Like many animals, you couldn’t see without proteins called opsins, which dwell in the light-sensitive cells of your eyes. A new study reveals for the first time that fruit flies can also use some of these proteins, nestled at the tip of their nose, to taste noxious molecules in their food. Opsins in our bodies could also serve the same function, researchers speculate.
The results are “paradigm shifting,” says sensory biologist Phyllis Robinson of the University of Maryland, Baltimore County, who wasn’t connected to the research.
The most famous opsin forms the backbone of rhodopsin, the pigment in eye cells known as rods that allow you to see in low light. Your cone cells, which permit vision in bright light, harbor different opsins. Altogether, researchers have uncovered about 1000 other varieties of the proteins in various animals and microbes since rhodopsin was discovered more than 150 years ago.
But the opsin molecular family still offers some surprises, notes neuroscientist Craig Montell of the University of California, Santa Barbara. A handful of studies, including one in 2011 by Montell and his team, have implicated opsins in hearing, touch, and temperature detection.
Montell and colleagues wanted to determine whether any opsins play a role in taste—specifically, whether flies use them to detect a bitter molecule they are known to dislike. The researchers set up a taste test for unmodified Drosophila melanogaster fruit flies and for seven strains that had been genetically altered to each lack a different opsin. All of the flies had the choice between two sugar solutions, one of which was spiked with the bitter compound.
Not surprisingly, the control flies avoided the noxious solution and slurped up the other one. In the genetically modified flies, three of the opsins proved essential. Flies missing any of them didn’t recoil from sugar solutions harboring the bitter molecule, suggesting they were less sensitive to it, the researchers report online today in Current Biology. All three of these opsins can also detect light. Although they are found in the fly’s eyes, the researchers’ analysis suggests the proteins also occur in neurons at the tip of its snorkellike proboscis, which it uses to sample its environment.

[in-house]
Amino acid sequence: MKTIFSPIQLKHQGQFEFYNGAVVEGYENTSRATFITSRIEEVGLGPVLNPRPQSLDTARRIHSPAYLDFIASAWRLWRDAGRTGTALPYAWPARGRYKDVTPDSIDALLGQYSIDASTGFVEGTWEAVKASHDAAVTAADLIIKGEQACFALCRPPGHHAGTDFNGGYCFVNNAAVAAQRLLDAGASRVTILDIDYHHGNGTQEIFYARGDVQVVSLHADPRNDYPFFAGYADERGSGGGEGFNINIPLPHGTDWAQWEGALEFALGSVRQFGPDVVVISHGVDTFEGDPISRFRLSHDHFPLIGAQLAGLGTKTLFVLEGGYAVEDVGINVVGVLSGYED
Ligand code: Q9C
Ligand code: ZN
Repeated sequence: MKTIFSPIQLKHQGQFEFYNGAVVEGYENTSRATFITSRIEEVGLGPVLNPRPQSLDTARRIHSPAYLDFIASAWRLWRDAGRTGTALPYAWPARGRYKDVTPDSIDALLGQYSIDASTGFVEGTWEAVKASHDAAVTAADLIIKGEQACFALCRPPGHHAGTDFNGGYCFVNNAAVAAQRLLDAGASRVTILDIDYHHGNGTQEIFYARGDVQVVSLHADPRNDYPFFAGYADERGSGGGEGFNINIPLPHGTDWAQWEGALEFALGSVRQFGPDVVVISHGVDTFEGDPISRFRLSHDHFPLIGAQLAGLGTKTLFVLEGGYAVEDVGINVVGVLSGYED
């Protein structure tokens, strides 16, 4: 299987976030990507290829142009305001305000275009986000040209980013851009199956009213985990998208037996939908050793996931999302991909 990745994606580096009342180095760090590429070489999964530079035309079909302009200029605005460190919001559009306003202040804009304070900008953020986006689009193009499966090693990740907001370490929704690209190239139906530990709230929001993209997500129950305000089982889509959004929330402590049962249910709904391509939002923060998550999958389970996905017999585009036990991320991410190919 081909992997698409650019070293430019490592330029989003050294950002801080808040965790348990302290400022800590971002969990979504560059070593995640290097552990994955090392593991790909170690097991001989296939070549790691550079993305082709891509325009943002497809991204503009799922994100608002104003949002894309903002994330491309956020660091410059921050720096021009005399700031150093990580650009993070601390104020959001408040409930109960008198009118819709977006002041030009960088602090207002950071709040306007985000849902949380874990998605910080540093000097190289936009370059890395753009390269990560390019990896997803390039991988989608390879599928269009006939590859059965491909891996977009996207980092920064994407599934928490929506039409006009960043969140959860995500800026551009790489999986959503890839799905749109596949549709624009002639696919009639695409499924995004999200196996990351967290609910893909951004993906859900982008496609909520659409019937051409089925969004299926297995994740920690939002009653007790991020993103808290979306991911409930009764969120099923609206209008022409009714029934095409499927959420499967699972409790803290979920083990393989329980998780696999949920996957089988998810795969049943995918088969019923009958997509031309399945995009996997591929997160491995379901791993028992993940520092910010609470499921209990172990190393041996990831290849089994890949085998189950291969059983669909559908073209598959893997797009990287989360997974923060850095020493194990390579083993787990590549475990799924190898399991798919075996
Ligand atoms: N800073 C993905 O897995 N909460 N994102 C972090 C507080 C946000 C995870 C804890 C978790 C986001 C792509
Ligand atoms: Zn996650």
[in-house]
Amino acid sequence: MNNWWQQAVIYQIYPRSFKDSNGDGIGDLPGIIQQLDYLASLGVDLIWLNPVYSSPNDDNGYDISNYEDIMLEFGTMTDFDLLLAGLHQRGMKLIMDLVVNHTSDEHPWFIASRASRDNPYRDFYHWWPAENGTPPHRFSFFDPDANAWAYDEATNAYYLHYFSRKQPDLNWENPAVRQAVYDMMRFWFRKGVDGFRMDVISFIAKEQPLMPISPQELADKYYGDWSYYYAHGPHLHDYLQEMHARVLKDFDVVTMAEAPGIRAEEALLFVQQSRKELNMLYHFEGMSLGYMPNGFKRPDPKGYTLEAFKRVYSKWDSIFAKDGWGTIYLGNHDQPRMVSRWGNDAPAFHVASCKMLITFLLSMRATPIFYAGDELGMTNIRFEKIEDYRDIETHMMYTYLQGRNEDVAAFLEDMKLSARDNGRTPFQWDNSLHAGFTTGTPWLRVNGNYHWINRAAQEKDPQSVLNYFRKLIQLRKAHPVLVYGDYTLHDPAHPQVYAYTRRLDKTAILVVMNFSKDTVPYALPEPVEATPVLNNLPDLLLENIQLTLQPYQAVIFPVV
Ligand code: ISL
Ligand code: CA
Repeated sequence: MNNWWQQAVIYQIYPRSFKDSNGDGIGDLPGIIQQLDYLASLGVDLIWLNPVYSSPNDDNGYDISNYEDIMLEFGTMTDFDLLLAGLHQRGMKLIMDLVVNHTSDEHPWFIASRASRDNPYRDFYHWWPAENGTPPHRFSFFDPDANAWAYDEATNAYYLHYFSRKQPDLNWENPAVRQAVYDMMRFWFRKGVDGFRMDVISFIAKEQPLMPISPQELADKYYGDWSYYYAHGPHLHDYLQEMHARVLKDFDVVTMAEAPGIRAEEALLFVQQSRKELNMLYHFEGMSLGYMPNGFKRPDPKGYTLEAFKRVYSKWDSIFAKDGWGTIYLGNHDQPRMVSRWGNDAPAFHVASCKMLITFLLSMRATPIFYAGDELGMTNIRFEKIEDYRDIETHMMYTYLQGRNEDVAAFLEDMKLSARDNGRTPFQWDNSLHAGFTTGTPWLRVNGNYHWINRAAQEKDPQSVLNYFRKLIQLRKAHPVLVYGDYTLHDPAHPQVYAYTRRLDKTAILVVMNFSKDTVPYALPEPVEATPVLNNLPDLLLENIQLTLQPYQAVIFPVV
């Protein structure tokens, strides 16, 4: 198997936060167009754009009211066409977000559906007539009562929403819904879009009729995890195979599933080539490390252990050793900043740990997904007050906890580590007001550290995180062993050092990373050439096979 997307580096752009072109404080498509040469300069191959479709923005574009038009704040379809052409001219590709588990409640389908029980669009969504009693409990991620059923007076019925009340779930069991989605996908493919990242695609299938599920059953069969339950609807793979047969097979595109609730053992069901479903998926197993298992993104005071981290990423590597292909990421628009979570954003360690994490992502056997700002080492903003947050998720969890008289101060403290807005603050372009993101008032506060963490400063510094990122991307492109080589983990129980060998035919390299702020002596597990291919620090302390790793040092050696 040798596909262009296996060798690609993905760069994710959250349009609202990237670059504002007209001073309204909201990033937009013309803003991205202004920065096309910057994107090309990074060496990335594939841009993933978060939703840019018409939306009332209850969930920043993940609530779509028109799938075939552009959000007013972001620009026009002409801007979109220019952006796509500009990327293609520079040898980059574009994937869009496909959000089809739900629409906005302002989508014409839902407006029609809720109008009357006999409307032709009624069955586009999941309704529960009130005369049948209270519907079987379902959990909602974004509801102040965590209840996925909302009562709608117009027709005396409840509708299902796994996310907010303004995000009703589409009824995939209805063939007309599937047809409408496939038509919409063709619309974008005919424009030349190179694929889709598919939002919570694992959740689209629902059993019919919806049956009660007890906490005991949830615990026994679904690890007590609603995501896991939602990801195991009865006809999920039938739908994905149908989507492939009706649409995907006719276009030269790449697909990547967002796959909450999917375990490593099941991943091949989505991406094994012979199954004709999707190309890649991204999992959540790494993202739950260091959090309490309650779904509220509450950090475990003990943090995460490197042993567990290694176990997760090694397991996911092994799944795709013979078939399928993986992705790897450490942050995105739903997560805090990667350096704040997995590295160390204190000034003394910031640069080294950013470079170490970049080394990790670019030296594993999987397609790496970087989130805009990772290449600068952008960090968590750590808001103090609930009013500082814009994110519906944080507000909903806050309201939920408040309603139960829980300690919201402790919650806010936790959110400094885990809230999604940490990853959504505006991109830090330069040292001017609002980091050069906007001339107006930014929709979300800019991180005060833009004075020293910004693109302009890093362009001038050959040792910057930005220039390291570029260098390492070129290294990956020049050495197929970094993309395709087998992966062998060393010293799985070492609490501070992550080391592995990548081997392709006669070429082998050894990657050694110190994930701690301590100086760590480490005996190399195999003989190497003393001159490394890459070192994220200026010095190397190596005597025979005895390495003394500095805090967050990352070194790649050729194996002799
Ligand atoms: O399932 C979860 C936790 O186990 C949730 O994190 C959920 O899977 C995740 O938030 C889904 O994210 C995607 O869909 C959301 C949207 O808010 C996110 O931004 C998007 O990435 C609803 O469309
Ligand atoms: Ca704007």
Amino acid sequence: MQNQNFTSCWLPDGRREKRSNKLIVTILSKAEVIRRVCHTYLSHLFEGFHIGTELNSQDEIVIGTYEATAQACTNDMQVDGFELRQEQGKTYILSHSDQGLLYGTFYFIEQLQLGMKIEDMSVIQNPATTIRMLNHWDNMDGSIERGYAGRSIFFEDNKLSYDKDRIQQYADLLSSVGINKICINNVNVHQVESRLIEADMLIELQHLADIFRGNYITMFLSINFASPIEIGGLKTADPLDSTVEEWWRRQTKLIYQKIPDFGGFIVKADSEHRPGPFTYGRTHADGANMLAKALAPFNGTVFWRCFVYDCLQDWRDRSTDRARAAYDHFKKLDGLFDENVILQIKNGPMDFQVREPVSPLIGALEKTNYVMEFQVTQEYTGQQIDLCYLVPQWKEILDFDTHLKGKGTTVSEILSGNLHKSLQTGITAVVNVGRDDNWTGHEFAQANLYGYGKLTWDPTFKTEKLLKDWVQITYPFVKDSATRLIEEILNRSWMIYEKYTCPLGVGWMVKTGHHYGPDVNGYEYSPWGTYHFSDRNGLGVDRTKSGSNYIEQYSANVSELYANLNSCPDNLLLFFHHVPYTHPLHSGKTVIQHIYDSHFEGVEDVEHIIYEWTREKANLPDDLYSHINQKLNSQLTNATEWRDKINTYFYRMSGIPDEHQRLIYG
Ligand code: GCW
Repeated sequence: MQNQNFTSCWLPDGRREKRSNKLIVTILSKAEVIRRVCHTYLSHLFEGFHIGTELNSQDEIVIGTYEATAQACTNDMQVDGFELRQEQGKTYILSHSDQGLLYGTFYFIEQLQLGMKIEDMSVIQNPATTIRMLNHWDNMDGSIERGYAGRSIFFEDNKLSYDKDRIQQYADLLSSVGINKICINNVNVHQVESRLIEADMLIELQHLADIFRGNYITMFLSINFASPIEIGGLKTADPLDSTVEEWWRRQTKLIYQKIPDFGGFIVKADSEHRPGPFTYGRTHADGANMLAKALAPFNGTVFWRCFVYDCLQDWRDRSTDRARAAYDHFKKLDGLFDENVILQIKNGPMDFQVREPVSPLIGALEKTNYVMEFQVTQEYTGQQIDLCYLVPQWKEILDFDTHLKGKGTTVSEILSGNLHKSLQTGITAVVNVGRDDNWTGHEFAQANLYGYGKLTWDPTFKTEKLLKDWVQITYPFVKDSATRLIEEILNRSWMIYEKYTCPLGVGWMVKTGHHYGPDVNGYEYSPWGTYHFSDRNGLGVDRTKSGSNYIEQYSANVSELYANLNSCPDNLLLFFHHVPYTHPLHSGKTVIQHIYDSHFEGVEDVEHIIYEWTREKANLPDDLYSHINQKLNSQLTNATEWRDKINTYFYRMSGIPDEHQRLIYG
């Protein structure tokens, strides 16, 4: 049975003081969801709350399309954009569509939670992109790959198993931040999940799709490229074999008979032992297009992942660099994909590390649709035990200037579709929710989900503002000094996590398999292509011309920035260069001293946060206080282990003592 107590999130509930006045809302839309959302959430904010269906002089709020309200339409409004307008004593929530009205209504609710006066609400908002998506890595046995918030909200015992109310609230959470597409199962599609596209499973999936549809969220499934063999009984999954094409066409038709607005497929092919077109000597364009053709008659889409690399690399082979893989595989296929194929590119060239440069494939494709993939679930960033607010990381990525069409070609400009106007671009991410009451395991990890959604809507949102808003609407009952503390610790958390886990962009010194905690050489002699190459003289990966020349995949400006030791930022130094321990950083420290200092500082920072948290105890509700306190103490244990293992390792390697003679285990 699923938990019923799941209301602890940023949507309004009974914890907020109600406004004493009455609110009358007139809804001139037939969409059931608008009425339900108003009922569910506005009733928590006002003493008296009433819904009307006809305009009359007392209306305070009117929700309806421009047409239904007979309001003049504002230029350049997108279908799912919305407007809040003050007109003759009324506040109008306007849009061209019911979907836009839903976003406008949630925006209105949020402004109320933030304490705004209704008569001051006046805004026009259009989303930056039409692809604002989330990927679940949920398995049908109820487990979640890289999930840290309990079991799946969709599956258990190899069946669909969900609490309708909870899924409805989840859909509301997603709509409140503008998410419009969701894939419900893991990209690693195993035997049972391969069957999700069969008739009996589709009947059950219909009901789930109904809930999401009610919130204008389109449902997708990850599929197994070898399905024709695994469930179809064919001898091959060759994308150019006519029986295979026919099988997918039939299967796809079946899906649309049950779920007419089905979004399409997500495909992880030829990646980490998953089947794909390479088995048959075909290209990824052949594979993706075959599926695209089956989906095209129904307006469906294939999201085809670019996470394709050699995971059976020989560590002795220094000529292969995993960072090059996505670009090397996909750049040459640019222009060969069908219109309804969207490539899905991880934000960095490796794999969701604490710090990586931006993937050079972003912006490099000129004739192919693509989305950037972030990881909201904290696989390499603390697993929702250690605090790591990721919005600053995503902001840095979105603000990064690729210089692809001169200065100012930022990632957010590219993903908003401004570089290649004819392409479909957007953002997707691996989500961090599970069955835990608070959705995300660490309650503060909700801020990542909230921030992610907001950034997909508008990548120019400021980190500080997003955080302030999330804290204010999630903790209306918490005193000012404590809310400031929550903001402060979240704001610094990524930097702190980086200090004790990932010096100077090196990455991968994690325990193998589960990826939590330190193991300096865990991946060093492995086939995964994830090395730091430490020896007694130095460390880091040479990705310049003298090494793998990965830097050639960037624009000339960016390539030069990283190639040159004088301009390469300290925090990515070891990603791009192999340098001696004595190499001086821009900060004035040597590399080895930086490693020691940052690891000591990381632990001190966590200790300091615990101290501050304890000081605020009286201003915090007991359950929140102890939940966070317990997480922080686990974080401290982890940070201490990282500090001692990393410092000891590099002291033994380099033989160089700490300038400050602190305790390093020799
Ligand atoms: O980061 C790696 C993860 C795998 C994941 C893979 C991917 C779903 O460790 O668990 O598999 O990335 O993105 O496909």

Montell and colleagues showed the bitter molecule stimulated these neurons by measuring their electrical impulses, an indicator of how strongly the cells respond. When the researchers dabbed the bitter compound on the flies’ proboscis, neurons with their opsins intact sent off nearly 20 impulses per second. But the same neurons in flies lacking any of the three opsins fired off less than half as many signals, suggesting the bitter molecule had less of an impact on them.
Flies can use another nonopsin protein to sense bitter tastes. However, Montell and colleagues found that only high concentrations of the bitter molecule directly stimulate this protein. The opsins, in contrast, help flies detect lower concentrations, making it easier for the insects to perceive small amounts of substances they should shun. Even though previous research supported nonvisual roles for opsins, Montell says the result is “a bit of a surprise” because nobody had found any evidence of it before.
“It’s a very important new finding” that “expands the role of opsins,” says structural biologist Oliver Ernst of the University of Toronto. He and Robinson agree the study is convincing, using many approaches to confirm that the proteins are involved in taste.
Researchers have long thought that opsins evolved to detect light, but the study suggests another scenario, Montell says. “I would argue that the original role of opsins was not a light sensor, but a chemical sensor.” Only later, he says, did animals co-opt the proteins to sense light. And because humans carry opsins with unknown functions, including some located in the taste buds on our tongue, it’s possible, Montell says, that they have a role in our perception of taste.